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Maddow breaks down the four times Mueller has commented — and what the Buzzfeed statement means

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MSNBC’s Rachel Maddow noted that although special counsel Robert Mueller’s rare public statement denying BuzzFeed’s reporting is shocking, it’s not the first time his office has done so.

Earlier in the evening, Mueller’s office said BuzzFeed News’ report about former Trump attorney Michael Cohen being ordered by the president to lie to Congress was “not accurate.”

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“I have on the air previously expressed envy and jealousy for [Mueller spokesperson] Peter Carr because that seems like a great job if you’re a spokesman for the special counsel’s office,” the host said. “Your job is to never say anything, right? The special counsel’s office almost never makes public comments.”

Maddow said that when her team researched how many times the Mueller office has gone on record, they were only able to find three such instances.

In one instance, Carr refuted claims that Mueller was involved in a sexual misconduct scandal. In another, the spokesperson alerted media that the special counsel investigation is soon to come to a close.

But the first time Carr went on record since the investigation began was to release a statement similar to the one he issued tonight.

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Maddow noted that in April 2018, McClatchy reported that Mueller had evidence of Cohen being in Prague in 2016 — a key allegation made in the infamous Steele dossier published by BuzzFeed in December 2016.

That “unprecedented” statement, the host said, was not “directly disputing the story but giving a sort of general warning that there had been inaccuracies out there and every journalist should be careful about their sources.”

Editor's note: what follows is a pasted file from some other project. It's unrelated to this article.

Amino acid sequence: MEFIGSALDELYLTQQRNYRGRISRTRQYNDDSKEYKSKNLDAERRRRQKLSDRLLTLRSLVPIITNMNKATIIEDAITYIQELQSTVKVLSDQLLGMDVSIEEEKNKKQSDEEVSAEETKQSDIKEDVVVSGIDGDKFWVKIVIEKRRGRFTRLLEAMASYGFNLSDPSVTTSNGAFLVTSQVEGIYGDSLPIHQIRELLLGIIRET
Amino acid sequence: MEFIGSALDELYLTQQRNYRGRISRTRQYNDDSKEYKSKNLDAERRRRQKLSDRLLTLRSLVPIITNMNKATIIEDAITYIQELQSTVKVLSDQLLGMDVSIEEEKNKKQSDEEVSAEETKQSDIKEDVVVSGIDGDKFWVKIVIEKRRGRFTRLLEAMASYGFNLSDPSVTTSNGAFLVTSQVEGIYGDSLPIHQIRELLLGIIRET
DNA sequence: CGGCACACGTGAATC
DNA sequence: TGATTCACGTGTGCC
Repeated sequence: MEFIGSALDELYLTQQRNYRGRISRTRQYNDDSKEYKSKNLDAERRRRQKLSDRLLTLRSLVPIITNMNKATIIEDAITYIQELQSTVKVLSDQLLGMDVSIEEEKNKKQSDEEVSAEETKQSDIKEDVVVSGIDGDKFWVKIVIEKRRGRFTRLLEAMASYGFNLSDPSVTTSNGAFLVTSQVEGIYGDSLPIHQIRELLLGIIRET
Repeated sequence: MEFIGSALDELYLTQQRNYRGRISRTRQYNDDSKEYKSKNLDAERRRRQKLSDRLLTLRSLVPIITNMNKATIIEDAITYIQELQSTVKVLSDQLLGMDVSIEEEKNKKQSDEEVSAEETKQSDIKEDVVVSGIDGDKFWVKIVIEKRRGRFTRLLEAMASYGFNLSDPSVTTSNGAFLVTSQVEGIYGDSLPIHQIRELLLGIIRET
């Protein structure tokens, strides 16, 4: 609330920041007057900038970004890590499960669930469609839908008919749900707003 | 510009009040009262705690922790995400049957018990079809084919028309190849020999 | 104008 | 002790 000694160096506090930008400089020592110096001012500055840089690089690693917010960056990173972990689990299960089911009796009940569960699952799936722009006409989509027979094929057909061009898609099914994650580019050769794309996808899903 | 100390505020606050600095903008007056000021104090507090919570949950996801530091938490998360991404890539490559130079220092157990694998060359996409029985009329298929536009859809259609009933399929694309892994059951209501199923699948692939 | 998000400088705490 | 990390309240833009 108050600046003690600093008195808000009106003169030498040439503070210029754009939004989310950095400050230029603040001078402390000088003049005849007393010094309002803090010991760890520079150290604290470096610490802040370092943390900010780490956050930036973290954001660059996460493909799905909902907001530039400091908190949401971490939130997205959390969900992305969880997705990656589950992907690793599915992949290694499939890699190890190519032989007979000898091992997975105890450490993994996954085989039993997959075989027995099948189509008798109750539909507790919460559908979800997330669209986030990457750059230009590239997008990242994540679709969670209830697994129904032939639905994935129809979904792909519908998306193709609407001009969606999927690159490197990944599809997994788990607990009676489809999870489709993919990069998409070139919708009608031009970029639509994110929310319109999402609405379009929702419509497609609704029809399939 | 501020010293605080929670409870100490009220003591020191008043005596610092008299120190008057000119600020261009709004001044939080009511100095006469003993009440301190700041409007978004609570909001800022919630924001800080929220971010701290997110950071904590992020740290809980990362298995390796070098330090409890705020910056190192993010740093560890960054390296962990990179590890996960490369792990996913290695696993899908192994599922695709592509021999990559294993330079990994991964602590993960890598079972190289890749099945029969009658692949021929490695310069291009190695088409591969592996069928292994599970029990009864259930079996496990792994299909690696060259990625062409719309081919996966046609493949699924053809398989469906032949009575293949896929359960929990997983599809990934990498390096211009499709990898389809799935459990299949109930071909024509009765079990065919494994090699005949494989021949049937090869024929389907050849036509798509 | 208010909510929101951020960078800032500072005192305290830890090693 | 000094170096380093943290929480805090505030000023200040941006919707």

In a statement to the Tucker Carlson-owned Daily Caller, a spokesperson for Mueller’s office pushed back against the McClatchy report.

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“What I have been telling all reporters is that many stories about our investigation have been inaccurate. Be very cautious about any source that claims to have knowledge about our investigation and dig deep into what they claim before reporting on it,” the spokesperson said. “If another outlet reports something, don’t run with it unless you have your own sourcing to back it up.”

Watch below:

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2020 Election

‘I don’t care’: Watch Kamala Harris shut down Chris Hayes for asking a dumb question about Trump

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Sen. Kamala Harris shut down MSNBC anchor Chris Hayes during a post-debate interview on Tuesday evening.

Hayes questioned Harris about her call for Twitter to follow their terms of service and kick President Donald Trump off of the platform.

"Do you think he puts people’s lives in danger when he targets them in tweets?" Hayes asked.

"Absolutely," Harris replied.

"Do you think he knows that?" Hayes asked.

"Does it matter?" Harris replied.

"The fact is he did it. The fact is that he is irresponsible, he is erratic," she explained. "He is like a 2-year-old with a machine gun."

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2020 Election

Democrats blast Trump and demand his impeachment at CNN debate

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Democratic White House hopefuls united in searing condemnation of Donald Trump during their fourth debate Tuesday, saying the president has broken the law, abused his power, and deserves to be impeached.

From the opening moments, most of the dozen candidates on stage launched fierce broadsides against Trump over the Ukrainian scandal at the heart of the impeachment inquiry.

"The impeachment must go forward," said Senator Elizabeth Warren, who is neck and neck with former vice president Joe Biden at the head of the 2020 nominations race.

"Impeachment is the way that we establish that this man will not be permitted to break the law over and over without consequences," she thundered.

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2020 Election

Here are 3 winners and 4 losers from the CNN/NYT Democratic presidential primary debate

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Twelve Democrats took to the stage Tuesday night for yet another debate in the party's 2020 president primary hosted by CNN and the New York Times.

After only ten candidates qualified for the previous debate, an additional two — Hawaii Rep. Tulsi Gabbard and wealthy donor and former hedge fund manager Tom Steyer — made it to the stage this round for an even more crowded event.

The candidates discussed a range of important policy issues, but since the format was a debate, and they're all competing for the same nomination, it is ultimately most critical who won and who lost the night. Here are three winners and four losers — necessarily a subjective assessment, of course — from the debate:

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